An issue that has been plaguing some owners of MacBook Pro systems is a black-screen bug where systems will suddenly show a black and unresponsive display after performing specific tasks that may be as simple as moving a window, resizing screen elements, or when waking the system from sleep. The problem may show a kernel panic, but generally just displays the black screen and requires users to press the power button to restart the systems.
This issue was first widely noted when OS X 10.7 was released, but it soon became clear that the problem was present (albeit less prevalently) in Snow Leopard and was only exacerbated when people upgraded their systems to Lion. It appears the problem happens regardless of the OS being used, and even happens in Windows running Boot Camp, suggesting the OS and software is not the root of the issue. Regardless, users affected by this problem hoped that the latest OS X 10.7.2 update would address the issue and at least reduce its prevalence if not fix it altogether; however, this was not the case and the problem is persisting for the affected systems.
In response to complaints and the attention that this issue is getting, Apple recently released a knowledgebase article that acknowledges the issue and basically mentions that the Apple engineers are looking into a fix. My suspicions are that this is a hardware-based problem, and as a result I expect that a fix would have to be either in the form of a firmware update, or by Apple offering to service and fix any affected systems. With a firmware update, Apple can tailor how the hardware is used and at least prevent the conditions that lead to the crash, so this is very likely the route the company will take; however, this will depend on what the Apple engineers find.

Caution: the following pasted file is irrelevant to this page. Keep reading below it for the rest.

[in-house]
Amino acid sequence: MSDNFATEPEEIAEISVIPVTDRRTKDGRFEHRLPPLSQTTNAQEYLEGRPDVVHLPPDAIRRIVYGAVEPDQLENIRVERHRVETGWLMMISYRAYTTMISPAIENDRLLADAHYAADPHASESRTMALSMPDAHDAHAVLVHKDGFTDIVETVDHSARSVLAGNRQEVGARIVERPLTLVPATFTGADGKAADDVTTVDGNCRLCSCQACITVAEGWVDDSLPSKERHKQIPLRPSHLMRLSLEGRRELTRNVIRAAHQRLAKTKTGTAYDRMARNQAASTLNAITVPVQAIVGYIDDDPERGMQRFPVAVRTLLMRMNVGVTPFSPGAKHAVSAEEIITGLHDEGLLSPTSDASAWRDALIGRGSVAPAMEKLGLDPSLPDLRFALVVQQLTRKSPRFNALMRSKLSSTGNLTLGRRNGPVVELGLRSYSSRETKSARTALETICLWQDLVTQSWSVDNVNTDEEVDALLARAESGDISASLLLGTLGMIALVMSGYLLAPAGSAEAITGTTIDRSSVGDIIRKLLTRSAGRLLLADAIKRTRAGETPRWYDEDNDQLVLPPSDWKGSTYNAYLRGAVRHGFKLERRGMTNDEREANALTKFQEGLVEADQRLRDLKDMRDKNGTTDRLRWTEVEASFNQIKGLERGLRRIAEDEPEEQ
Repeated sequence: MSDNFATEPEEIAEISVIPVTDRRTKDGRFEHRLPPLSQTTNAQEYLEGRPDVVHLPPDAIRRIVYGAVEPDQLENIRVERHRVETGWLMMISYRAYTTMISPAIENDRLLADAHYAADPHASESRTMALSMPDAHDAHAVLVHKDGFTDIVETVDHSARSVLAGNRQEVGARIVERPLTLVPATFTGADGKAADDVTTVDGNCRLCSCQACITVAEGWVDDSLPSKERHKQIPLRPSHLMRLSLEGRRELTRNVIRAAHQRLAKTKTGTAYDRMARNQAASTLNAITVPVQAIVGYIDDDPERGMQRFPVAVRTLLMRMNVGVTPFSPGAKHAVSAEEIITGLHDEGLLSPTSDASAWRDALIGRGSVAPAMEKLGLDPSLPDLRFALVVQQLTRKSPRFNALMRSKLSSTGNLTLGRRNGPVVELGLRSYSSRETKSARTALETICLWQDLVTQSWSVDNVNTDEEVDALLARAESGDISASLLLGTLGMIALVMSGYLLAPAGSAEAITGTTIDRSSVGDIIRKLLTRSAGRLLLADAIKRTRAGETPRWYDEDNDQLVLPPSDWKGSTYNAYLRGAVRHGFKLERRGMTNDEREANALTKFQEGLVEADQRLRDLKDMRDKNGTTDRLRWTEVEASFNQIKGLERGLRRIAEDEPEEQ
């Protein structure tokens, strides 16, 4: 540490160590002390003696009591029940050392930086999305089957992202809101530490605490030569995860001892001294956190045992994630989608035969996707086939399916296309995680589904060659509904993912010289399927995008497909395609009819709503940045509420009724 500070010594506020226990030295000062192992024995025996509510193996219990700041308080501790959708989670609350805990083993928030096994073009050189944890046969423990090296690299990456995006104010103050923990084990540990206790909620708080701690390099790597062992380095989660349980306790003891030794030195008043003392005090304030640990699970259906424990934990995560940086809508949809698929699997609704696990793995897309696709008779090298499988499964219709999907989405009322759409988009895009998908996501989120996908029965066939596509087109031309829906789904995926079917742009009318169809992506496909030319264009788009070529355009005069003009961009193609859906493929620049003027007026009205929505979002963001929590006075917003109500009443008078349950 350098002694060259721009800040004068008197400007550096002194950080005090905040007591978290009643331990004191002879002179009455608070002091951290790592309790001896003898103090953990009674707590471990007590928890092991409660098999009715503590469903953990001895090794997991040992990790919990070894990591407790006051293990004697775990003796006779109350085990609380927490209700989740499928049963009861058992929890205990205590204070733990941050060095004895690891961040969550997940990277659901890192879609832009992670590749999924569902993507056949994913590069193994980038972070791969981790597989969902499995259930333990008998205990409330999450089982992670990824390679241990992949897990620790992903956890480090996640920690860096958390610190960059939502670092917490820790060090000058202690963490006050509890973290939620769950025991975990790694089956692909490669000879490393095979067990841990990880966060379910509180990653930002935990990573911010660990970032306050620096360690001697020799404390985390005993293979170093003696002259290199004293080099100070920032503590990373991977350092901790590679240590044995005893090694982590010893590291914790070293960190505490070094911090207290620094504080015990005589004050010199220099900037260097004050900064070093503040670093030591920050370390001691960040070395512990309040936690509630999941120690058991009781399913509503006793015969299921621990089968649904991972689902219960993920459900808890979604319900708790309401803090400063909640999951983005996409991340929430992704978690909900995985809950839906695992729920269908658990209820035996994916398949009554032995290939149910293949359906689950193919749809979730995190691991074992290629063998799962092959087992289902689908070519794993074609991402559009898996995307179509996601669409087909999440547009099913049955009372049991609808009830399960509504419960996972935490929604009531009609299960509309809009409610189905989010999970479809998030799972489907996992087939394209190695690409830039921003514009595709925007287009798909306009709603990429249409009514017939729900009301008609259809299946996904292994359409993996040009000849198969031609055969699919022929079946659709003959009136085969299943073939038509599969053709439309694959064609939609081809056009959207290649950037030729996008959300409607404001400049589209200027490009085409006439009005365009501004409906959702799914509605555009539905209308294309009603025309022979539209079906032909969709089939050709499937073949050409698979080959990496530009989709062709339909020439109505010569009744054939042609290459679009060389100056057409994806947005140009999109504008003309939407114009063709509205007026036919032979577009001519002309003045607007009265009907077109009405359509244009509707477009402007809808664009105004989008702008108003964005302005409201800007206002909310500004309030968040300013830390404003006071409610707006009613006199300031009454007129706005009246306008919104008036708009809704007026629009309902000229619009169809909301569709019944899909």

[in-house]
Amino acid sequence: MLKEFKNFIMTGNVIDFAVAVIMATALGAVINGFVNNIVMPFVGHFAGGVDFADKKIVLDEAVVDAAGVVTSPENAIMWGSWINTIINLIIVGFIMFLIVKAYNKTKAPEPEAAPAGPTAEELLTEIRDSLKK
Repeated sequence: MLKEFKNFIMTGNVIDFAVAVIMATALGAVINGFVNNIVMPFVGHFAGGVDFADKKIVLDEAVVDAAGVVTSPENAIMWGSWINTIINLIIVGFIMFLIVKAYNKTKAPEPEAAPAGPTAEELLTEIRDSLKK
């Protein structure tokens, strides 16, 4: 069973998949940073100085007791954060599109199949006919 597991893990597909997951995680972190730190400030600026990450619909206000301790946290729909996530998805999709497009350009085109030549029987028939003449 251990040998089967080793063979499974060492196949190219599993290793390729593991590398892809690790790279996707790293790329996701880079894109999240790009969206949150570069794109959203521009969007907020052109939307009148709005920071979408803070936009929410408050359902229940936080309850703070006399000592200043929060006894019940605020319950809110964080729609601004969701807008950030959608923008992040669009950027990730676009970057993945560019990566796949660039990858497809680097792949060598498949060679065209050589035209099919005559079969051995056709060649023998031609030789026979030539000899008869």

For now, if you are experiencing this issue, then the most successful workaround found so far is to install the GPU management tool gfxCardStatus and set the system to only run on the integrated graphics processor. Unfortunately this is the slower of the two graphics processors, but will prevent the discrete GPU activation behaviors (either done through GU switching or waking from sleep) that seem to be the root of the problem.
The good news here is that Apple is working on a fix and hopefully will be able to find an easy solution to the problem, but the bad news is that for now there is still no solution, and owners of affected systems will either have to use the workarounds or endure the bug. This bug is nothing short of frustrating for those who are experiencing it, but one mild source of comfort may be that Lion's autosave and resume features do provide a quicker option for restoring your workflow when the problem occurs.